Europe is in the midst of a serious crisis and the euro is in a perilous situation. Greece, the currency union’s greatest problem child, has failed to push through necessary reforms. Spain is battling to avoid a full sovereign bailout. Italy too is grappling with soaring interest rates on government bonds due to its debt problems. So is Cyprus. And Slovenia may become the next country to need a bailout.

That’s only the economic side of the euro crisis. It has another face, too: The people out there who are trying to profit from it — namely every politician who is resorting to cheap populism in order to rack up domestic political points. Joining the ranks this week is Markus Söder, the finance minister of the German state of Bavaria. Söder is a member of the Christian Social Union (CSU), the Bavarian sister party to Chancellor Angela Merkel‘s conservative Christian Democratic Union. The CSU is part of Merkel’s center-right coalition government. Söder said “an example must be made of Greece.”

“Everyone has to leave Mom at some point and that time has come for the Greeks,” published in local news paper.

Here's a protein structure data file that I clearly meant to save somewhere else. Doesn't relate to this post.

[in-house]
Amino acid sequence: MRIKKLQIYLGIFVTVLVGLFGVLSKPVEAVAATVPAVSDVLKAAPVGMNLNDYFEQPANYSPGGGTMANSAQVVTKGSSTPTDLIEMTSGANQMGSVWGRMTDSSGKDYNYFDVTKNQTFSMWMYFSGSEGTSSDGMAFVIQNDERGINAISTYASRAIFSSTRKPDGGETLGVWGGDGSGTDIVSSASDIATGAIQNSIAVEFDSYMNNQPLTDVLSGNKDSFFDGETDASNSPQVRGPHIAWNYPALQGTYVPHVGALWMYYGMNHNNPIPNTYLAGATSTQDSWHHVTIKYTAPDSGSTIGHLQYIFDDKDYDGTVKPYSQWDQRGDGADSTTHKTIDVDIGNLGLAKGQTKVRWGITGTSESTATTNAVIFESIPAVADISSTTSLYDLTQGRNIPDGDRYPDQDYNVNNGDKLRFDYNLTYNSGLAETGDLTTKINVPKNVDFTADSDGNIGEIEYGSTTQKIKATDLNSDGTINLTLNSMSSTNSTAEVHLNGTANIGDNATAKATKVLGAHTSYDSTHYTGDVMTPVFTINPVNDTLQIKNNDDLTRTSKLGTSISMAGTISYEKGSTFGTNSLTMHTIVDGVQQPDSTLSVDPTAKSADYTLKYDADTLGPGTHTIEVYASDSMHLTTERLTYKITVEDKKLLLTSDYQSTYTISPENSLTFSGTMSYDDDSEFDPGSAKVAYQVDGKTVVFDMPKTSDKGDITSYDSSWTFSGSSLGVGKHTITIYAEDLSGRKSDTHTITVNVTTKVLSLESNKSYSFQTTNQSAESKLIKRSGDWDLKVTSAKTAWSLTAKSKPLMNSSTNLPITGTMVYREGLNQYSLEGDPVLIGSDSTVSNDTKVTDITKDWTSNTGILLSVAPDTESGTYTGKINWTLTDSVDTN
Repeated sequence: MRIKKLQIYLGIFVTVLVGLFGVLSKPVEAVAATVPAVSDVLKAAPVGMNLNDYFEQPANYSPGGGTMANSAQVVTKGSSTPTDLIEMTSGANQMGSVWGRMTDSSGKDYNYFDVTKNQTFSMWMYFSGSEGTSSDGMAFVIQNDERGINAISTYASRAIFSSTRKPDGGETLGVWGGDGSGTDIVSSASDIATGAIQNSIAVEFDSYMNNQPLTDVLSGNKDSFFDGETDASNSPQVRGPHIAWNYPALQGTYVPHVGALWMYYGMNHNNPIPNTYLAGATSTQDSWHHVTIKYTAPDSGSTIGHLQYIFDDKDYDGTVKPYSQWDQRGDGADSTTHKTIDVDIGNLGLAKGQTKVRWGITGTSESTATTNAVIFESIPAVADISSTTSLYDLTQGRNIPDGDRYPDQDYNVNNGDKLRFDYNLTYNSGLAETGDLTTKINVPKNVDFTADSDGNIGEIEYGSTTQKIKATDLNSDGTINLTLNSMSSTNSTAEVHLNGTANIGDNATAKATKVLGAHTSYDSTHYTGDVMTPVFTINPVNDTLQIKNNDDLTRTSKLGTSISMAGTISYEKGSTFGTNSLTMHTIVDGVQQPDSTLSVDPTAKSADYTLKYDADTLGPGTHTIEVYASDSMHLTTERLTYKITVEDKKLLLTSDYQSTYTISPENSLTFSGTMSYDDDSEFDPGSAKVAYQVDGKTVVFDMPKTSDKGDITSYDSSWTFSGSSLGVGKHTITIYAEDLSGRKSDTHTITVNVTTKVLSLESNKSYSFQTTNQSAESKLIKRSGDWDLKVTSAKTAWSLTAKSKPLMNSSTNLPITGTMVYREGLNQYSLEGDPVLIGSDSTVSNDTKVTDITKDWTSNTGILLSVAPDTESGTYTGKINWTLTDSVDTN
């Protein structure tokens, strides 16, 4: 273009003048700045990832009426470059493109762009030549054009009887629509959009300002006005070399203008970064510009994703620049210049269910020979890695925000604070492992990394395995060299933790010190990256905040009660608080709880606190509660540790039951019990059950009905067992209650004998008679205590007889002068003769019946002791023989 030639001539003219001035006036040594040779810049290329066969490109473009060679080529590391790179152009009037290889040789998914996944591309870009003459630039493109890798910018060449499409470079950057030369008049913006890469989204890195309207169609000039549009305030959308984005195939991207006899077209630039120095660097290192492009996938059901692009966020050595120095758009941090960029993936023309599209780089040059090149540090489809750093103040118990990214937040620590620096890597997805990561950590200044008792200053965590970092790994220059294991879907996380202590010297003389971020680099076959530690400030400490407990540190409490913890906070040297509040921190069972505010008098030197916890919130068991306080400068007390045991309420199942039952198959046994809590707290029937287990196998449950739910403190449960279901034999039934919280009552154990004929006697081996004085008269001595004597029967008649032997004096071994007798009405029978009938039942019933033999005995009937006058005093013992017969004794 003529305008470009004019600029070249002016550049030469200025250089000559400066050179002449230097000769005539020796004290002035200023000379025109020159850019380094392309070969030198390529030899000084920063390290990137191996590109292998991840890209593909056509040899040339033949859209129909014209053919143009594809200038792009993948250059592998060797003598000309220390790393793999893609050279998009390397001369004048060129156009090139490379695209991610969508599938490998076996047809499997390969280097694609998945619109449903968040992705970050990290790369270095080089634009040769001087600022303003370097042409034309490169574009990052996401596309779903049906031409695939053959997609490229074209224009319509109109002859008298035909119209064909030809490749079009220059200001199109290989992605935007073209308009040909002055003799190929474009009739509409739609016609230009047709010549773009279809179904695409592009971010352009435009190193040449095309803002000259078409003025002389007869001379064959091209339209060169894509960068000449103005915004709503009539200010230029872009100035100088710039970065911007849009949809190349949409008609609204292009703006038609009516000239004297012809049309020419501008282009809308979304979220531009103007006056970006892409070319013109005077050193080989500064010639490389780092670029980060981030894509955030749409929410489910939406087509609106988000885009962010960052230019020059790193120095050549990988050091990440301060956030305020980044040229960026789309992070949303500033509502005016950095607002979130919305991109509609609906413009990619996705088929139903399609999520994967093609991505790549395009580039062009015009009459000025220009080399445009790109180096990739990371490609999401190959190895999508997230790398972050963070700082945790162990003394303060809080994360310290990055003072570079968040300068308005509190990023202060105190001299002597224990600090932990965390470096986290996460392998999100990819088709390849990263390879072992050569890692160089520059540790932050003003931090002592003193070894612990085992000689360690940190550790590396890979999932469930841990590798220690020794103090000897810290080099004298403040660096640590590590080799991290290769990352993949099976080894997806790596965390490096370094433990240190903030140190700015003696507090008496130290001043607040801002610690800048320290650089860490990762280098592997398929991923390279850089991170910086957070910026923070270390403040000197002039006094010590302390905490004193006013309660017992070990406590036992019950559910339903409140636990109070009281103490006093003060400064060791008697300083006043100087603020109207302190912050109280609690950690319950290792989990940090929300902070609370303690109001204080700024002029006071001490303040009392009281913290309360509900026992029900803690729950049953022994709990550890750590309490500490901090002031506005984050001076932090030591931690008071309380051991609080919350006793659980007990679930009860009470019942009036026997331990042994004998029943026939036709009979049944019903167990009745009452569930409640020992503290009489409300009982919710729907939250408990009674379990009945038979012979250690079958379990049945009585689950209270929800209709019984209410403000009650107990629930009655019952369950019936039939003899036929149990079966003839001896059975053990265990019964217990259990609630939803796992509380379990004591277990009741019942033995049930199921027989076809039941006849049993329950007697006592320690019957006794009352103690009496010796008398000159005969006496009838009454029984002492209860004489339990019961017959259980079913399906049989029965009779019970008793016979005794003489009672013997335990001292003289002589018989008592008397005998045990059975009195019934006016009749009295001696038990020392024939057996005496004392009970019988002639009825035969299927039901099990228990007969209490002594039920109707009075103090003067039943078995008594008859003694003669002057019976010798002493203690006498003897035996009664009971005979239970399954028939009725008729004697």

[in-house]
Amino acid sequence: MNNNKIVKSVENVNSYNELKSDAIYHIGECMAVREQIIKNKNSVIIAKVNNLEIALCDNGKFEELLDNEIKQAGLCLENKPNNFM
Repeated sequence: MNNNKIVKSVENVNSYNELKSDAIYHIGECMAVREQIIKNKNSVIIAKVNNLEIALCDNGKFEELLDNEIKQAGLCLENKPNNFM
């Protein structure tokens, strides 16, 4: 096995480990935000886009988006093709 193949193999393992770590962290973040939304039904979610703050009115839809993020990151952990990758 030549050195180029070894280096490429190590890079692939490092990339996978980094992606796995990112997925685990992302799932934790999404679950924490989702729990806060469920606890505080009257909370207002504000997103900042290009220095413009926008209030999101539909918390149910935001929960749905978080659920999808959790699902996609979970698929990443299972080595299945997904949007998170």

Söder’s statements prompted German Foreign Minister Guido Westerwelle to issue a warning: “The tone of the debate is very dangerous,” he said. “We need to be careful not to talk Europe to death.”

Indeed, Söder and his populist friends from other European Union countries are grossly oversimplifying the situation and, by doing so, intensifying the euro crisis a little bit more each day. They are playing with fire that could threaten the entire European project. They are fueling, both directly and indirectly, stereotypes and resentments about purportedly lazy southern Europeans on the one hand and domineering Germans on the other. Their goal: To attract as many voters as they can for their own gain. All of this, of course, comes at the expense of a united Europe.

The euro’s problems are not with ‘valuation’, but with ‘survivability’. Finding any kind of solution to the eurozone crisis is almost impossible, but all the least unpalatable options involve the ECB ‘printing’ more money and weakening the euro.

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